But Grego and his fellow selenographers are still doing what Galileo, Thomas Harriot and other early astronomers did centuries ago: drawing and sketching the Moon. There’s a good practical reason to do this, as recent science-news has confirmed: “drawing pictures of information that needs to be remembered is a strong and reliable strategy to enhance memory”. There is a lot of detail to learn on the Moon. It’s a fractal place: there are craters at every scale, from the microscopic to hundreds-of-kilometres wide and “it is estimated that the Moon’s surface is studded with more than 3 trillion (3,000,000,000,000) craters larger than a metre in diameter” (pg. 9).

So learning your way around the Moon is a fractal process: first you learn to recognize the giant features, like Copernicus, Kepler and the maria (seas), montes (mountains) and valles (valleys), then you begin to fill in the gaps, then the gaps between the gaps, then the gaps between those. Grego supplies maps and commentary to help you on your way:

The polygonal crater Timaeus (33 km) perches on W. Bond’s south-western wall and surveys across the plains of Mare Frigoris across to the Montes Alpes, 175 km to the south. Archytas (32 km) and Protagoras (21) are two sharp-rimmed but somewhat misshapen craters whose dark shadow-filled eyes keep watch over the northern approaches of Mare Frigoris. (ch. 4, “Moonwatching”, Day seven, pg. 87)

He’s never finished learning about the Moon, however, and neither will anyone else. It’s a life-long adventure and although the Moon might seem cold and unchanging, at least over a human life-span, there are rare events called TLP, or “Transient Lunar Phenomena”, to look out for. These are “apparent obscurations, glows or flashes on the Moon’s surface” that don’t have definitive explanations. Are rocks collapsing? Is sublunar gas leaking out? Might there even be life there after all?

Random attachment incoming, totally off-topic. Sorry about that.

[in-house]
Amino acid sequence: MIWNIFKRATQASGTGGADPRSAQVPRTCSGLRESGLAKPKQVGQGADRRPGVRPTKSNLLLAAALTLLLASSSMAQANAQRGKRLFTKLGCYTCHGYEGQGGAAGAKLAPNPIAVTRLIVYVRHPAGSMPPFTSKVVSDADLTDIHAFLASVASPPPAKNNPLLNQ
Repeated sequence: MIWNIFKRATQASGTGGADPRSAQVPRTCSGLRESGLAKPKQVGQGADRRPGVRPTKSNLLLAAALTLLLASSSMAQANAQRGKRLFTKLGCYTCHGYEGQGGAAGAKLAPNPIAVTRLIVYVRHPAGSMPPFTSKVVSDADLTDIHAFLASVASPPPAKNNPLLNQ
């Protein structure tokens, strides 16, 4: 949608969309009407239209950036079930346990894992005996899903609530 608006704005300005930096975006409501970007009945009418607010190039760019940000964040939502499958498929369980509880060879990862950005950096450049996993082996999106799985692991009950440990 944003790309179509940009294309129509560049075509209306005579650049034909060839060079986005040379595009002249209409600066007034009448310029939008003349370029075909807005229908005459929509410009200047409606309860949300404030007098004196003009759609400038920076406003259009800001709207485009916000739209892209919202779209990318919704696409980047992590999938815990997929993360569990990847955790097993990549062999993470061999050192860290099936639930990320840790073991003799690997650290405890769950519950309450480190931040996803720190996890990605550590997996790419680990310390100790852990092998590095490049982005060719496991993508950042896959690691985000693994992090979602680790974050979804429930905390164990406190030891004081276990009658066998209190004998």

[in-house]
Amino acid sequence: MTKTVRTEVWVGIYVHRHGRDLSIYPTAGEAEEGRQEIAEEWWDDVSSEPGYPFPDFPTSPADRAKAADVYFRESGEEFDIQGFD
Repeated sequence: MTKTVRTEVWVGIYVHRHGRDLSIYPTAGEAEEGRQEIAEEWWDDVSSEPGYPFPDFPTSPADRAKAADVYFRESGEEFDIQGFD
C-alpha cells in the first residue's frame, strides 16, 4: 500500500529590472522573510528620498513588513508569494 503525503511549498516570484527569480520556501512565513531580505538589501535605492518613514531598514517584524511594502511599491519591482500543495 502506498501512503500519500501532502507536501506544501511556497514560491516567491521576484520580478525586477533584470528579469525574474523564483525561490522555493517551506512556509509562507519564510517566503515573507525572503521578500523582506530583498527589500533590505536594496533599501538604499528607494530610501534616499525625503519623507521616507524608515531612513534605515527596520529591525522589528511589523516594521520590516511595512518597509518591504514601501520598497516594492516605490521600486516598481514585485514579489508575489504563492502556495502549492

Life is highly doubtful, but Grego notes that “lunar topography is virtually neglected by professional astronomers” (pg. 6), so amateurs still have the chance to make important discoveries. This book might help someone to do that, but the rewards of selenoscopy don’t depend on advancing science or using clever technology. Grego opens the book by asking “Why Observe the Moon?”, then quotes an excellent answer to that question from the French astronomer Camille Flammarion and his book Astronomy for Amateurs (1903). What Flammarion said more than a century ago is still true today:

From all time the Moon has had the privilege of charming the gaze, and attracting the particular attention of mortals. What thoughts have not risen to her pale, yet luminous disk? Orb of mystery and of solitude, brooding over our silent nights, this celestial luminary is at once sad and splendid in her glacial purity, and her limpid rays provoke a reverie full of charm and melancholy. (“Why Observe the Moon?”, pg. 4)

In fact, you could say that the Moon is a touchstone of human nature. Chimpanzees and gorillas may be almost identical to us in their genes, but they don’t talk, make art or gaze at the Moon in wonder. We still do and although we don’t usually worship the Moon any more, we may owe it our very existence. How important have the tides been in the evolution of life on earth? They provided a zone of transition for the emergence of plants and animals from the sea, and perhaps a Moon-less Earth would also be a Man-less Earth.